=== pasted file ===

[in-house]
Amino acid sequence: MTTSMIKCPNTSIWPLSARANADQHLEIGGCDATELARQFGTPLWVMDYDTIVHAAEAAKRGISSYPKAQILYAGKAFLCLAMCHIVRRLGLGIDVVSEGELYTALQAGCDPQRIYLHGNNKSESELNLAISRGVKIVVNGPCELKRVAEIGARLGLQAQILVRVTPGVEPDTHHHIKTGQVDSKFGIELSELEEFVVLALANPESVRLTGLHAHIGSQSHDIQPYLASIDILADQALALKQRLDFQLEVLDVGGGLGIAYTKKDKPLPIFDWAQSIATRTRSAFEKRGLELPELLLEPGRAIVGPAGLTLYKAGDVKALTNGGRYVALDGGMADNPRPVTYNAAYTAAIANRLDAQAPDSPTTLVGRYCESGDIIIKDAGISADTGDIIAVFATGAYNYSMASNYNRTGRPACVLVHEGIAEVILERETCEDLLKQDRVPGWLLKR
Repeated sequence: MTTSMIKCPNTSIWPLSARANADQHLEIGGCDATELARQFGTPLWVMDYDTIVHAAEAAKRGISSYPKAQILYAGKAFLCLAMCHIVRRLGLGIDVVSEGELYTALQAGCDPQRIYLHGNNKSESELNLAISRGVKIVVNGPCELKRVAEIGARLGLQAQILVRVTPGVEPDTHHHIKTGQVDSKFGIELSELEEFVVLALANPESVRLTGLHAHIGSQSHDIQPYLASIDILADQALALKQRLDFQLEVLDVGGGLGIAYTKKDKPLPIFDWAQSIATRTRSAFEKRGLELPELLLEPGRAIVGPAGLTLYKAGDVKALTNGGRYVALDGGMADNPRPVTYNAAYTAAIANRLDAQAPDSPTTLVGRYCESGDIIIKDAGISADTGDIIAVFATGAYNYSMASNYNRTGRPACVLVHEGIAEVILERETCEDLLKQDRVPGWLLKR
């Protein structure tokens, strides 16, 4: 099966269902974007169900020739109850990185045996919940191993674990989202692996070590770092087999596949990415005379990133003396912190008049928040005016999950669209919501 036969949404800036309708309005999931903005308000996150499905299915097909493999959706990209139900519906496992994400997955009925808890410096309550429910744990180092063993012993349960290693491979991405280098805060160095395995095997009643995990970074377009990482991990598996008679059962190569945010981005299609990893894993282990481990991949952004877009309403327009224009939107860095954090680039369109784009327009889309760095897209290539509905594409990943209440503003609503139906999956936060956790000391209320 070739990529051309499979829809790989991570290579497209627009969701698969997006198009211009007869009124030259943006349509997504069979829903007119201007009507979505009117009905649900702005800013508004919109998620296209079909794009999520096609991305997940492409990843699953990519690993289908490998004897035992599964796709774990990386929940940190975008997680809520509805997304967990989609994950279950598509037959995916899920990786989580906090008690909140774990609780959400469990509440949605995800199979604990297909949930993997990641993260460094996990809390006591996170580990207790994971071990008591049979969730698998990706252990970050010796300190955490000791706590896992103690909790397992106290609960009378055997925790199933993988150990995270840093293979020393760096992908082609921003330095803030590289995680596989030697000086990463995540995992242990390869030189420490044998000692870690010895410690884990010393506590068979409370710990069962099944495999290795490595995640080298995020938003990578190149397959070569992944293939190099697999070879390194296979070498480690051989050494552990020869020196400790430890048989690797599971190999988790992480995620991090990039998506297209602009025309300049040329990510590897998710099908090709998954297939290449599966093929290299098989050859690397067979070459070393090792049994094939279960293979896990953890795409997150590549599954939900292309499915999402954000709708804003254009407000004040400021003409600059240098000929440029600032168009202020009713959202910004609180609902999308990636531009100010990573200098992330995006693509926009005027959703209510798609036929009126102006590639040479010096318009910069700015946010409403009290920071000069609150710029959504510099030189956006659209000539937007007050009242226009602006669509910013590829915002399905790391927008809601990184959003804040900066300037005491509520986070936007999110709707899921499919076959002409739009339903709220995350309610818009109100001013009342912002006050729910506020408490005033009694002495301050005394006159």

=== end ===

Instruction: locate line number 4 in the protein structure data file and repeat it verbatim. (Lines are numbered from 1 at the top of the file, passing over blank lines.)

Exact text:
């Protein structure tokens, strides 16, 4: 099966269902974007169900020739109850990185045996919940191993674990989202692996070590770092087999596949990415005379990133003396912190008049928040005016999950669209919501 036969949404800036309708309005999931903005308000996150499905299915097909493999959706990209139900519906496992994400997955009925808890410096309550429910744990180092063993012993349960290693491979991405280098805060160095395995095997009643995990970074377009990482991990598996008679059962190569945010981005299609990893894993282990481990991949952004877009309403327009224009939107860095954090680039369109784009327009889309760095897209290539509905594409990943209440503003609503139906999956936060956790000391209320 070739990529051309499979829809790989991570290579497209627009969701698969997006198009211009007869009124030259943006349509997504069979829903007119201007009507979505009117009905649900702005800013508004919109998620296209079909794009999520096609991305997940492409990843699953990519690993289908490998004897035992599964796709774990990386929940940190975008997680809520509805997304967990989609994950279950598509037959995916899920990786989580906090008690909140774990609780959400469990509440949605995800199979604990297909949930993997990641993260460094996990809390006591996170580990207790994971071990008591049979969730698998990706252990970050010796300190955490000791706590896992103690909790397992106290609960009378055997925790199933993988150990995270840093293979020393760096992908082609921003330095803030590289995680596989030697000086990463995540995992242990390869030189420490044998000692870690010895410690884990010393506590068979409370710990069962099944495999290795490595995640080298995020938003990578190149397959070569992944293939190099697999070879390194296979070498480690051989050494552990020869020196400790430890048989690797599971190999988790992480995620991090990039998506297209602009025309300049040329990510590897998710099908090709998954297939290449599966093929290299098989050859690397067979070459070393090792049994094939279960293979896990953890795409997150590549599954939900292309499915999402954000709708804003254009407000004040400021003409600059240098000929440029600032168009202020009713959202910004609180609902999308990636531009100010990573200098992330995006693509926009005027959703209510798609036929009126102006590639040479010096318009910069700015946010409403009290920071000069609150710029959504510099030189956006659209000539937007007050009242226009602006669509910013590829915002399905790391927008809601990184959003804040900066300037005491509520986070936007999110709707899921499919076959002409739009339903709220995350309610818009109100001013009342912002006050729910506020408490005033009694002495301050005394006159």